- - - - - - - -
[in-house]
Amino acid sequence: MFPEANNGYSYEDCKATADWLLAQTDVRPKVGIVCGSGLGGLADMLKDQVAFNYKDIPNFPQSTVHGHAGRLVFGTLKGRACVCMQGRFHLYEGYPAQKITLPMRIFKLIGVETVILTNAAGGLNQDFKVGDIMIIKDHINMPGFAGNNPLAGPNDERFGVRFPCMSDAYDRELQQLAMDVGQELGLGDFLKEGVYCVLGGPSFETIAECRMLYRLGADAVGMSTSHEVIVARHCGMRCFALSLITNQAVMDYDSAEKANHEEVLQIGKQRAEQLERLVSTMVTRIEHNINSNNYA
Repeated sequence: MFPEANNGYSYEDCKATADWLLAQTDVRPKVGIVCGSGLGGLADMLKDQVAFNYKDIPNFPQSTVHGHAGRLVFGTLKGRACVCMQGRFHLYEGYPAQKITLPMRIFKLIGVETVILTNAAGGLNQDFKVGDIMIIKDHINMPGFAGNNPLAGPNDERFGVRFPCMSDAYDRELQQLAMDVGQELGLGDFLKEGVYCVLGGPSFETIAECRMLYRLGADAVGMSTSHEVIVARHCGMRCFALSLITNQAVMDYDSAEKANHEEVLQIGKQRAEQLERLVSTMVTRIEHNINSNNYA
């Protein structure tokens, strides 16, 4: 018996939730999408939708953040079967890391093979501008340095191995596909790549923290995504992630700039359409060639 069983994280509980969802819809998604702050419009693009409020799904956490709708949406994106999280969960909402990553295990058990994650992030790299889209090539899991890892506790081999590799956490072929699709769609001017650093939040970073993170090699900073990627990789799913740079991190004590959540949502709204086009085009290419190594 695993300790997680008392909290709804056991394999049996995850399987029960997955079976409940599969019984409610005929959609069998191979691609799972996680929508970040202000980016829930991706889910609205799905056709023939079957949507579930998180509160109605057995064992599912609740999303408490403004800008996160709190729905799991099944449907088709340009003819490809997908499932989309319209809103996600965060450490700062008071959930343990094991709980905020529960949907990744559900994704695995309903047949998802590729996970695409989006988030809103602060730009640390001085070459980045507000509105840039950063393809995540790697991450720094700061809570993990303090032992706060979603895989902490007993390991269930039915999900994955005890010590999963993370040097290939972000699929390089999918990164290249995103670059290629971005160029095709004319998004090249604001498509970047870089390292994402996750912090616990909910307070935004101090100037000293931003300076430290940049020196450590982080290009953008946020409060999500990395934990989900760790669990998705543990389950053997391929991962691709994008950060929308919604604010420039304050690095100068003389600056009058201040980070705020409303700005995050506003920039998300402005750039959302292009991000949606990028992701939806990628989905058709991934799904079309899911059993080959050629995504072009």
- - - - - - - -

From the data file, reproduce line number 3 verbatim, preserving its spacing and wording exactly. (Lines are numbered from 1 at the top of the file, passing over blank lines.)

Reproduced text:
Repeated sequence: MFPEANNGYSYEDCKATADWLLAQTDVRPKVGIVCGSGLGGLADMLKDQVAFNYKDIPNFPQSTVHGHAGRLVFGTLKGRACVCMQGRFHLYEGYPAQKITLPMRIFKLIGVETVILTNAAGGLNQDFKVGDIMIIKDHINMPGFAGNNPLAGPNDERFGVRFPCMSDAYDRELQQLAMDVGQELGLGDFLKEGVYCVLGGPSFETIAECRMLYRLGADAVGMSTSHEVIVARHCGMRCFALSLITNQAVMDYDSAEKANHEEVLQIGKQRAEQLERLVSTMVTRIEHNINSNNYA